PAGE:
So this is the first in a short series of posts about the great stuff I got from Farm Fresh Express. If you click on their link or read David's post, you'll learn that Farm Fresh Express is a more flexible alternative to a CSA (Community Supported Agriculture). Basically you can check out their offerings each week on their website (which when available, are all from local farmers) and choose whatever you like or need for the week (as little or as much as you want). They'll deliver it to your house for 10 dollars or you can pick it up at their store out in Lansdowne. And best of all, there's no committment to shop or purchase week after week, it's totally up to you.

So one of the items I decided to sample were the Satsuma Oranges. Clearly, these aren't grown locally here in Pennsylvania, but that may be a good thing because I doubt any citrus grown here would taste this good. As the little label states, these are grown in California, and while they don't look like much on the outside, they were some of the juciest and perfectly balanced oranges I've ever eaten.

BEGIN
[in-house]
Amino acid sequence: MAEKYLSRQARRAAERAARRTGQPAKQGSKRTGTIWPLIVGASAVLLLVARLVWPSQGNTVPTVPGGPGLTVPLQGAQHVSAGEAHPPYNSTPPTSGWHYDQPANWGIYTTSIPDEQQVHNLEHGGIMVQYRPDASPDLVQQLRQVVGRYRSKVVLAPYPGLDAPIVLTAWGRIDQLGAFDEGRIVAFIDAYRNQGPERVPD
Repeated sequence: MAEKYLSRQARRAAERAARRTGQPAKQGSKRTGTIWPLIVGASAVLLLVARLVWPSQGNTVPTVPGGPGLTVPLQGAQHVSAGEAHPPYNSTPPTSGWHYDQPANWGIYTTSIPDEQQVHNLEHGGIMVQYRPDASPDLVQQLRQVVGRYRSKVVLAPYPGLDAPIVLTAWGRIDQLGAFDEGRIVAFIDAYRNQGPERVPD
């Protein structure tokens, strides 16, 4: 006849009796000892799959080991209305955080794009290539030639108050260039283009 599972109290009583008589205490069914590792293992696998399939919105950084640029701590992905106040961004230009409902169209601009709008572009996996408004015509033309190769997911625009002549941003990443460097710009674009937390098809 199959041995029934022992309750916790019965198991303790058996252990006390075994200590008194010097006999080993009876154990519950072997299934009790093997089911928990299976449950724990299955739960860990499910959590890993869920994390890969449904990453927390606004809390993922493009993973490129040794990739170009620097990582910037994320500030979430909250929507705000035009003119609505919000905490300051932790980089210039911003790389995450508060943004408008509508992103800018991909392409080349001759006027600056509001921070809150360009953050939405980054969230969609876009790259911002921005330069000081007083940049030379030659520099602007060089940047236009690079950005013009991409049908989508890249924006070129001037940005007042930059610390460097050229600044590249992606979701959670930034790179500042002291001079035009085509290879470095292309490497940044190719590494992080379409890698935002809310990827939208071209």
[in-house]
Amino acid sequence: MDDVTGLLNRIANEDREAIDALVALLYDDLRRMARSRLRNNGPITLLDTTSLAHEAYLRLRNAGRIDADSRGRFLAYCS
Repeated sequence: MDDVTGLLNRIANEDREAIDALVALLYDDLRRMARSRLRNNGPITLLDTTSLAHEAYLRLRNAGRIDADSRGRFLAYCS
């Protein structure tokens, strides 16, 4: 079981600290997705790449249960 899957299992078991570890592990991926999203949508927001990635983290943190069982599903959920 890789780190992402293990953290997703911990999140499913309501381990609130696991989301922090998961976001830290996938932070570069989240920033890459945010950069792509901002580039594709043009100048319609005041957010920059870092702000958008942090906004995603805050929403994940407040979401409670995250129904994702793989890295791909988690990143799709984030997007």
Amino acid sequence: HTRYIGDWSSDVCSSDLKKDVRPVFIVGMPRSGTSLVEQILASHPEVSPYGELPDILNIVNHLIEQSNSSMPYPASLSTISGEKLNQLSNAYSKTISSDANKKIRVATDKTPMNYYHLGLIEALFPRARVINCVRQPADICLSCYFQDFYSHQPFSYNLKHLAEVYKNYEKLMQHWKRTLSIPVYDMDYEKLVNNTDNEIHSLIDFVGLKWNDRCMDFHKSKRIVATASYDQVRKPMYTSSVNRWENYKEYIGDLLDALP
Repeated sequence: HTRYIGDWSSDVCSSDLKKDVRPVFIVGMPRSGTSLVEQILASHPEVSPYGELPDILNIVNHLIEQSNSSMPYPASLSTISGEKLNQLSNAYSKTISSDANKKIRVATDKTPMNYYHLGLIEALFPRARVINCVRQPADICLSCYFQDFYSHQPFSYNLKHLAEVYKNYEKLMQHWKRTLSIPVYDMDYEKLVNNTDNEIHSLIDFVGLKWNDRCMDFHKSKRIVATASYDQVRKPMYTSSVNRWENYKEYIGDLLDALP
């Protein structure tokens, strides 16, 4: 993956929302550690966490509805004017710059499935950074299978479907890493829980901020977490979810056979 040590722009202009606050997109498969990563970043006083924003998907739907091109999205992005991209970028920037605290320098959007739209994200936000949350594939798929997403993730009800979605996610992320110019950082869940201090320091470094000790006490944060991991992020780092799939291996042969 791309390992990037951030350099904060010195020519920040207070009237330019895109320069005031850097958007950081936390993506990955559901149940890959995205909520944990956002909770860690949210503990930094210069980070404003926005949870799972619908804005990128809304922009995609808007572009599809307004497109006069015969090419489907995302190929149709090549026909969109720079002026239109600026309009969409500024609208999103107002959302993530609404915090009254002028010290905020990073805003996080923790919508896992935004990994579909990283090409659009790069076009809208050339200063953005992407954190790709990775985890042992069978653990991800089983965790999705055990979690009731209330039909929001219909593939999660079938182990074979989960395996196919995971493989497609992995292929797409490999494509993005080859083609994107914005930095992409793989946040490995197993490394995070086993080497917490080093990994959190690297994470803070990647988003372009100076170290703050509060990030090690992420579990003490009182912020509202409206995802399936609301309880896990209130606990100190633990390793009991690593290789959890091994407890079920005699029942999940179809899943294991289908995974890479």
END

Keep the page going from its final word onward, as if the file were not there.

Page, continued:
More tart than a clemintine, but still easy to peel and without the hassle of seeds, these Satsuma Oranges are my new favorite citrus for as long as they're available.

Friday, February 01, 2008

Poetry Blog

No, not mine. I don't have the gift of words.

A friend who is a gifted writer has started a blog he calls "Featured Poems". The goal is a poem a day for the next year. That's 365 poems in 365 days. Want to follow along? Click here.